Where Nas and Handmade Pasta Collide – The Ongoing Refinement of the New and Improved Bar Dough

In Campbell Scott and Stanley Tucci’s 1996 film Big Night, there’s a scene in which Tony Shalhoub’s character Primo is in the kitchen of his small trattoria, ruminating on the joys of Lasagna Bolognese as the eyes of a rapt love interest dart between the chef and his busy stovetop. “You can’t believe how good this is. And when my uncle, in Rome, at this restaurant, when he makes this,” he begins, before bursting out, “You eat and then you go and you kill yourself, you have to kill yourself. After you eat this, you can’t live!”

This is one of two scenes in the movie in which the ecstasy caused by Italian food gives rise to violent outbursts where threats of murder or thoughts of suicide are only barely presented as hyperbole. In the best of cases, the cuisine is all about passion.

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Though on any night, it’s unlikely that Bar Dough’s chef Russell Stippich will be yelling. The music might be loud — so as artists like Anderson .Paak, Rick Ross and Murs handle much of the audible exclaiming — Stippich can be found peacefully executing items like meatballs, piada bread and any number of handmade pasta dishes with all the same deep affection and precision exhibited by Big Night’s more boisterous counterparts. “I love Italian food. I’m pretty traditionalist about it,” said Stippich. “Going to Frasca for my first super serious kitchen job, I learned from people who are extremely serious about the cuisine.”

Stippich was born in Albuquerque and spent most of his formative years in Northeastern Wyoming, where he attended the University of Wyoming in Laramie. He came to Boulder in 2010 and very quickly took a job at Bobby Stuckey and Lachlan Mackinnon-Patterson’s celebrated ode to the food of Fruili, Frasca. Beginning at the bottom rung, Stippich worked his way through the stations — crudo, hot apps, pasta and finally, meat and fish. Over the next decade, he would hone his talents across some of Denver’s most rigorous and celebrated kitchens, including Acorn, The Squeaky Bean, The Nickel, The Populist and Mister Oso. He left Oso in February 2020 to take over the chef role at Bar Dough.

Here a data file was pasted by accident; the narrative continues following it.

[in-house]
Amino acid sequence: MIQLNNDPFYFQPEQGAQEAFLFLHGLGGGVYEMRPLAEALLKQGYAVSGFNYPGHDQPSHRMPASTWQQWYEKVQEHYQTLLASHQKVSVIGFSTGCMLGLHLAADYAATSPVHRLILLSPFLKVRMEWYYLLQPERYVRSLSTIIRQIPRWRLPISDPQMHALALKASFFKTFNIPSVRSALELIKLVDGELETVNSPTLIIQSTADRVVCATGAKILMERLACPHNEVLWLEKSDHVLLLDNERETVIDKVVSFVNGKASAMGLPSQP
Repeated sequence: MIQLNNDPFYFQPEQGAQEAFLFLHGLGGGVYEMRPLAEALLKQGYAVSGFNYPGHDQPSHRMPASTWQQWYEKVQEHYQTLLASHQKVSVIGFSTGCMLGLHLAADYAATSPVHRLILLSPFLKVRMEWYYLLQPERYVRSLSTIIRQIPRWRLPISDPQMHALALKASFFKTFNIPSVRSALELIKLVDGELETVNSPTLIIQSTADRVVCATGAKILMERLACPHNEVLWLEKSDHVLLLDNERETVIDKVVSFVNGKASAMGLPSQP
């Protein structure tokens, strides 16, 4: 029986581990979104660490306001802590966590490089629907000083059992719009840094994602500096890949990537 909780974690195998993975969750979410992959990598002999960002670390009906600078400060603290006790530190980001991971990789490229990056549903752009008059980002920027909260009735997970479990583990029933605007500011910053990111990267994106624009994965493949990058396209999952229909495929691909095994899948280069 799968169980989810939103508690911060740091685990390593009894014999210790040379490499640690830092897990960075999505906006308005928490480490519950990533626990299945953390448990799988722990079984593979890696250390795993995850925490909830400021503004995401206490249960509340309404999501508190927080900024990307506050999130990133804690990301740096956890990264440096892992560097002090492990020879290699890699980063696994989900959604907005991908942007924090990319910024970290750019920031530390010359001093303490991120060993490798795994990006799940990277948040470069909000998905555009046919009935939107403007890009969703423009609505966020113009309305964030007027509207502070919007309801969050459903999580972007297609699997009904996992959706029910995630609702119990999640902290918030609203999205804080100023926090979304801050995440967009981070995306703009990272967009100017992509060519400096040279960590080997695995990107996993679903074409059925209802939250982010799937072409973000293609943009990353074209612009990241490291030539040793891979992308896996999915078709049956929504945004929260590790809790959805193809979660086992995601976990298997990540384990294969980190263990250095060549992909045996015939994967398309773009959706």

“I had the pleasure of starting here three weeks before the restaurant shut down,” smiled Stippich.

READ: Top Chef Carrie Baird on Her Departure From Bar Dough

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“Of all the restaurants we had, COVID beat up Bar Dough the most,” said Culinary Creative head honcho Juan Padro. Culinary Creative is the restaurant group currently responsible for Bar Dough, A5 Steakhouse, Ash’Kara, Aviano Coffee, Senor Bear, Mister Oso and Forget Me Not.

So on September 10 of last year, Bar Dough reopened after a 10-day shutdown in which the inside was fully refurbished. Employees did 45 hours of intensive training, educating them on the intricacies and rich histories of everything that builds the new food menu and the significantly expanded wine list. An ingredient-focused Stippich shared his enthusiasm for importers like La Mozzarella, who are responsible for providing all the exquisitely-picked Mozzarella di Bufala found throughout the dishes.

“The neighborhood was saying we want a place to come sit down and maybe get a bottle of wine instead of a glass of wine,” said Padro. “We needed to reintroduce what the DNA of the restaurant was. It was almost a rebirth of the place,” he continued, noting that the interior makeover was just one part of a full holistic transformation. And while the place is still all about pasta and 90s hip-hop, the vibe has been deliberately shifted in favor of the softer and more refined.

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Stippich says he changes large chunks of the menu every few weeks, introducing brand-new dishes and altering existing ones by adding or subtracting seasonal ingredients. The garlic bread isn’t going anywhere, nor is the burrata or the Bucatini All’ Amatriciana ($26), with guanciale, fennel sausage, heirloom tomato, pecorino and chili flake. “These dishes have survived the rise and fall of empires,” said the chef. “Everything is rooted in centuries of tradition.” The meatballs and the cacio e pepe are also here to stay. “Aside from these dishes, nothing is permanent.” Seasonally dishes are developed whimsically, with the citrus and prosciutto ($16) — with brown butter, almond and Castelvetrano olive oil — acting as a good example of a plate built for brevity.

The desserts are handled by Natalia Spaminato, who runs pastry for all the Culinary Creative concepts. The espresso and cookies ($11) — with chocolate espresso mousse, hazelnut biscotti and Frengelico chantilly — is a must.

“Bar Dough had to grow up because Denver’s grown up,” grinned Padro. Stippich has been a key player in that growth. The new Bar Dough feels like a coalescence, where food, drink, vibe and talent are perfectly in rhythm with a city ready to appreciate the finer things.

Bar Dough is located at 2227 West 32nd Ave., Denver. It is open Monday – Thursday from 3 p.m. – 10 p.m., Friday from 3 p.m. – 11 p.m., Saturday from 10 a.m. – 11 p.m. and Sunday from 10 a.m. – 10 p.m.

All photography by Alden Bonecutter.